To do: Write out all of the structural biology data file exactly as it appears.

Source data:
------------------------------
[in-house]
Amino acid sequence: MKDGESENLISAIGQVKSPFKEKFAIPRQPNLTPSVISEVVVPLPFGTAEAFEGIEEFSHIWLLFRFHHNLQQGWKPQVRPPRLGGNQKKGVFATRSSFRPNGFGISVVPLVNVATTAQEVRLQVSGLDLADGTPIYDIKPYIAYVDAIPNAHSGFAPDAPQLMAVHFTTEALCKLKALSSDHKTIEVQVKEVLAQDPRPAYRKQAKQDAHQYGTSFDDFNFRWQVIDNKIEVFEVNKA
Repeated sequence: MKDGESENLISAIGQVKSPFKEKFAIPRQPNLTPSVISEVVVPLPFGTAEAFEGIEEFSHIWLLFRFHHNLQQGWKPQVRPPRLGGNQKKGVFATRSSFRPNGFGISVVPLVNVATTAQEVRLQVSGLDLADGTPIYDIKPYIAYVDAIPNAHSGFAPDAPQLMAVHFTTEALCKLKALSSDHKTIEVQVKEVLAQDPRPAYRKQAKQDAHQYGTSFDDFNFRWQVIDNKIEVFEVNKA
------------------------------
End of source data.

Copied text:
[in-house]
Amino acid sequence: MKDGESENLISAIGQVKSPFKEKFAIPRQPNLTPSVISEVVVPLPFGTAEAFEGIEEFSHIWLLFRFHHNLQQGWKPQVRPPRLGGNQKKGVFATRSSFRPNGFGISVVPLVNVATTAQEVRLQVSGLDLADGTPIYDIKPYIAYVDAIPNAHSGFAPDAPQLMAVHFTTEALCKLKALSSDHKTIEVQVKEVLAQDPRPAYRKQAKQDAHQYGTSFDDFNFRWQVIDNKIEVFEVNKA
Repeated sequence: MKDGESENLISAIGQVKSPFKEKFAIPRQPNLTPSVISEVVVPLPFGTAEAFEGIEEFSHIWLLFRFHHNLQQGWKPQVRPPRLGGNQKKGVFATRSSFRPNGFGISVVPLVNVATTAQEVRLQVSGLDLADGTPIYDIKPYIAYVDAIPNAHSGFAPDAPQLMAVHFTTEALCKLKALSSDHKTIEVQVKEVLAQDPRPAYRKQAKQDAHQYGTSFDDFNFRWQVIDNKIEVFEVNKA